Machined the corner radii just in a series of small flats and then blended by hand with emery on a file.

          Runout when assembled is pretty good at 0.02mm (0.00078") but the crown is slightly off centre when I gave it a test run on a flat panel. Plus it's marking the underside of the panel more than I'd like. Bit more blending with emery on a file I think. Certainly raises up the panel pretty quickly though.

          On the right track I think.

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          Cheers, Richard

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          • #21
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            Cheers, Richard

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            • #22
              Really nice work as usual Richard!

              For those who may have been trying to contact Joe Hoosier, he sent me a PM apologising because they had computer problems a while ago. He is making me a flat anvil with a small edge radius, which I will use for breaking an edge on long flanges,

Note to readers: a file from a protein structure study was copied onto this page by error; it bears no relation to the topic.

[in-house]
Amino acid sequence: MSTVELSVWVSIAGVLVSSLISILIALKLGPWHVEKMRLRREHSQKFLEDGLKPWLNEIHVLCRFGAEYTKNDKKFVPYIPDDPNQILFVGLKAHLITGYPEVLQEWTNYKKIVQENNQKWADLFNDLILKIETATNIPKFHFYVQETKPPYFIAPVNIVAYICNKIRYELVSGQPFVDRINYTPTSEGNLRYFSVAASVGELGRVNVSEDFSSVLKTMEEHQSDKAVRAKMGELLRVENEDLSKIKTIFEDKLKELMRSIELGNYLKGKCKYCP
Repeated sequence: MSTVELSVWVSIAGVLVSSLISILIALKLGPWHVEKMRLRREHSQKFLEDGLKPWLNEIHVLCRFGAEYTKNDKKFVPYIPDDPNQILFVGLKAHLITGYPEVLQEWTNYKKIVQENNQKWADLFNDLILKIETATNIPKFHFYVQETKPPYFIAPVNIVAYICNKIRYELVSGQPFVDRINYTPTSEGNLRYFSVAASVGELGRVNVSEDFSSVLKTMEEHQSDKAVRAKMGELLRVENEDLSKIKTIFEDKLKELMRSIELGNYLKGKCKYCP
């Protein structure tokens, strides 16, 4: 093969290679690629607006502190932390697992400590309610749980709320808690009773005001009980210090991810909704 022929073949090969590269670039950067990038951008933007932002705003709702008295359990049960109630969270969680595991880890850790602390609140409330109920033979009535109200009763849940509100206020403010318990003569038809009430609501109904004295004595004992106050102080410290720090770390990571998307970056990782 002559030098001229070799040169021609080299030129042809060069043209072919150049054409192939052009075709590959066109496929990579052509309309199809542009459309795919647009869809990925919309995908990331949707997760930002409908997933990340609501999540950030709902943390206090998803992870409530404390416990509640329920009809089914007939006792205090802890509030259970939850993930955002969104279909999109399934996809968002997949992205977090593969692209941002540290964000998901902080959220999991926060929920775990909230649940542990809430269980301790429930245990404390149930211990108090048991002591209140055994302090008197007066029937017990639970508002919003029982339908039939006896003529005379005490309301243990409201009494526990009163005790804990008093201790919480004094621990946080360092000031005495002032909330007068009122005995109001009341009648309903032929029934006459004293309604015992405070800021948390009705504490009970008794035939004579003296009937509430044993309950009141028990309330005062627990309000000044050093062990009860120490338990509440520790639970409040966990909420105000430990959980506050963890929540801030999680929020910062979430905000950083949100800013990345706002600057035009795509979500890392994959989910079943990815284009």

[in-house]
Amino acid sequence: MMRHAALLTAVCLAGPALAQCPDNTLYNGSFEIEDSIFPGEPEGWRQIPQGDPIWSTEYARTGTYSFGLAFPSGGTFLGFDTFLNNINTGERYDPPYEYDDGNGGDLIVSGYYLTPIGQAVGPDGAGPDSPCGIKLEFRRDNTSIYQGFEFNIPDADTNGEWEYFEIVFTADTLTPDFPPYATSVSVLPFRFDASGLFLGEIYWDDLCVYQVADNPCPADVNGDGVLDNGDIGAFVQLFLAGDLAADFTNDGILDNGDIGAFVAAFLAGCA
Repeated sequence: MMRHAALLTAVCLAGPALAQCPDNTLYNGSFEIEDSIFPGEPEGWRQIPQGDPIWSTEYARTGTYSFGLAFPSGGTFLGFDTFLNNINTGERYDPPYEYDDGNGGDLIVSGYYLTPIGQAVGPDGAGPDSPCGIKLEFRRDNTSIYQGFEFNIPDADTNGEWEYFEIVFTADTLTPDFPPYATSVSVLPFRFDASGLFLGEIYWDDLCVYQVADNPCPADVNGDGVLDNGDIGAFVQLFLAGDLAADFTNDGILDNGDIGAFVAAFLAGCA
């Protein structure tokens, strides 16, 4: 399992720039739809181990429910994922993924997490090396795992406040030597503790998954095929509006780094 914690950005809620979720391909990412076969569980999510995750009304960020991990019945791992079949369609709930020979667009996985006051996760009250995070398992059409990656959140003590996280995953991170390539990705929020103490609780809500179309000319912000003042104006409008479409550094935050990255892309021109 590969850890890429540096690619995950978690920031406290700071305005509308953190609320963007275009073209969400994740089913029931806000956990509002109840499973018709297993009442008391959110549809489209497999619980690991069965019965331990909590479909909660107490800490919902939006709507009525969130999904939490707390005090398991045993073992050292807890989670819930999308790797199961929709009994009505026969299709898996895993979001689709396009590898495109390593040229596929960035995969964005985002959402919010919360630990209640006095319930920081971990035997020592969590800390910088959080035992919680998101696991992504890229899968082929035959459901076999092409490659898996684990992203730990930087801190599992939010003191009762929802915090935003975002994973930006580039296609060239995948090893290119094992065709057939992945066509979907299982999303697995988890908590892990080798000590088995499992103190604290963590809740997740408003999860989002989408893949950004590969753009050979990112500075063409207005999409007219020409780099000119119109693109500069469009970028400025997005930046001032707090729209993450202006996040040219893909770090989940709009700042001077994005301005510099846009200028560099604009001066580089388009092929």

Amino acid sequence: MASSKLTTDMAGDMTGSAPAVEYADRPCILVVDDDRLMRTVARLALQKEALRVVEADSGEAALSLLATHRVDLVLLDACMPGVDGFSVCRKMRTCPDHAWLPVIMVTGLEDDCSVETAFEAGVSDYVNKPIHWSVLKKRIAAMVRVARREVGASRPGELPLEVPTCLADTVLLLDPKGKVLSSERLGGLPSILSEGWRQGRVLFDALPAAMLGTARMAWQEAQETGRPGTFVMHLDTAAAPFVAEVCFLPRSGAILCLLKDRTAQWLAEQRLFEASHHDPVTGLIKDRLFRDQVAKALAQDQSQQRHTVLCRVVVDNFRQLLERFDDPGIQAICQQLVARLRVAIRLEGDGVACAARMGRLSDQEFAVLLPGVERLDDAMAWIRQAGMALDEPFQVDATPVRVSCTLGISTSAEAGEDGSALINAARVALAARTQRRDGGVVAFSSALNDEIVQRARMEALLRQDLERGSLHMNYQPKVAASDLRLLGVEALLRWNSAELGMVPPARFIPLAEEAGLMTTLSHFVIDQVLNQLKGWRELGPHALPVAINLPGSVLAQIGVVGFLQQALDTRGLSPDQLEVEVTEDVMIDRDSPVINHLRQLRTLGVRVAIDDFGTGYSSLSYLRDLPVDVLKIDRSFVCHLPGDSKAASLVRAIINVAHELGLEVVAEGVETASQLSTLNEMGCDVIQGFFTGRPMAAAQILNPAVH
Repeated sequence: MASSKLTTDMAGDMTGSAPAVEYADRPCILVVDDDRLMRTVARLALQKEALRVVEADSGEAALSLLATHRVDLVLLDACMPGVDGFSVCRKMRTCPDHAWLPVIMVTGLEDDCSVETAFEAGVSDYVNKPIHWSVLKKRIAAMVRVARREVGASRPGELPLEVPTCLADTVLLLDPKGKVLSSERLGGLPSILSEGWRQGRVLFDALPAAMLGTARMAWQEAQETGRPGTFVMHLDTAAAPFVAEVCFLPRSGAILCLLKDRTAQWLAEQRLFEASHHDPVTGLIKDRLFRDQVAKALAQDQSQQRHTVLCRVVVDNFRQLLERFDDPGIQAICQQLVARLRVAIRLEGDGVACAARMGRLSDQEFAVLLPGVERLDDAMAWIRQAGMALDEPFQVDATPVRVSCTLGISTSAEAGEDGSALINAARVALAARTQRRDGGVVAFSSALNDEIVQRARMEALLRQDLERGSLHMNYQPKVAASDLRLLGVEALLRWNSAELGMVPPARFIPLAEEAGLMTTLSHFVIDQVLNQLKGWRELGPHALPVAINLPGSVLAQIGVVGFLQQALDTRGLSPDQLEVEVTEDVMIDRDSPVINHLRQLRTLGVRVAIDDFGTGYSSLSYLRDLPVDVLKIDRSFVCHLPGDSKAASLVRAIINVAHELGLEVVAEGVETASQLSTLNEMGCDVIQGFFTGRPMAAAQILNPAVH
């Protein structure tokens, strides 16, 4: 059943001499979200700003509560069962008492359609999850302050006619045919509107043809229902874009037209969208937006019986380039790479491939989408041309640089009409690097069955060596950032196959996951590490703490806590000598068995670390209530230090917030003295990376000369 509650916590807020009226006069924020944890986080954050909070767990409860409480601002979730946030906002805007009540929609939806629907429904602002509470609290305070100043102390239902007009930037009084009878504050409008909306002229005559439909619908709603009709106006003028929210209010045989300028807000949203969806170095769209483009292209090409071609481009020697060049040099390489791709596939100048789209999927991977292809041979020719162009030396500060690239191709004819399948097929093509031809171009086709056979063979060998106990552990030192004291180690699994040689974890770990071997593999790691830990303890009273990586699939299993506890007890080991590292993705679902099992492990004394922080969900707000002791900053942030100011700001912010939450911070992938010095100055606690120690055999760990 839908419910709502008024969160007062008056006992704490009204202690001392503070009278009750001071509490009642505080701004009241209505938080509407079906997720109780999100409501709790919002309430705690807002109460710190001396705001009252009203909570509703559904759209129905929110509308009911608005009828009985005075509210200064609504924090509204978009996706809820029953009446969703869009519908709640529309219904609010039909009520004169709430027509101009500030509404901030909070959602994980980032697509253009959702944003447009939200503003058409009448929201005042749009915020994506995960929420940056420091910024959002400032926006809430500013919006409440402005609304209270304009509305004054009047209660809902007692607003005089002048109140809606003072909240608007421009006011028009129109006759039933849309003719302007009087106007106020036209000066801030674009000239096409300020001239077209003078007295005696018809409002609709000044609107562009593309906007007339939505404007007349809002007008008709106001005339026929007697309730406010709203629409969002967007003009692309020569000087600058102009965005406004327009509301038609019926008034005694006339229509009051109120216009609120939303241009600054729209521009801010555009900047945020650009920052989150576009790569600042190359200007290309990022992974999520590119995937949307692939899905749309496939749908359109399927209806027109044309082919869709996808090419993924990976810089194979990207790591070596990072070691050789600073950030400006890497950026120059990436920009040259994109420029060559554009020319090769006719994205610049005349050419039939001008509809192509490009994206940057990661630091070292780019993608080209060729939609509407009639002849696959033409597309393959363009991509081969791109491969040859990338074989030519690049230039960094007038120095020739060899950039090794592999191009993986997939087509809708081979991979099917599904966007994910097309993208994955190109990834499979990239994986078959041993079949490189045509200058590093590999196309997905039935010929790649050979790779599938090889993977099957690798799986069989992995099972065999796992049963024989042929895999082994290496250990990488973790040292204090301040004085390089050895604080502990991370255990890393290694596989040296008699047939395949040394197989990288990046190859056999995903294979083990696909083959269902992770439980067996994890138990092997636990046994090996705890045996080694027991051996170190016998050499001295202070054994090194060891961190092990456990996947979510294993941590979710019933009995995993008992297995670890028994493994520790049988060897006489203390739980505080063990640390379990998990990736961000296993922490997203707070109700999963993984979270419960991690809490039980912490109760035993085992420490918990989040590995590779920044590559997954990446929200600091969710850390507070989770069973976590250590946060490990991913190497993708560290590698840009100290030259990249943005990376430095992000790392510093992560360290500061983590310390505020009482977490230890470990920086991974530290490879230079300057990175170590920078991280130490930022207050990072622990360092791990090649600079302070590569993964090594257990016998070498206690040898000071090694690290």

Cheers Charlie

              Comment


              • #23
                Wobbly legs - fixed

                Got some great castors from Richmond Castors in Penrose, but there was just a small amount of slop in the locking mechanism for the braked pair, which caused the machine to rock back and forth a bit when wheeling a panel.

                A moderately wise old git on one of the forums I post stuff on, did say that the castors would be trouble. However the shop needs the space, the wheel won't be used all the time, so needs to be parked out of the way when not in use. Hence some wheels are a must.

                Figured that if I made some stout legs for the front, stuck the fixed castors on the back and then spent several days making a fold away handle for the front, that I might be on the right track to have both mobility and stability.

                And so it came to pass...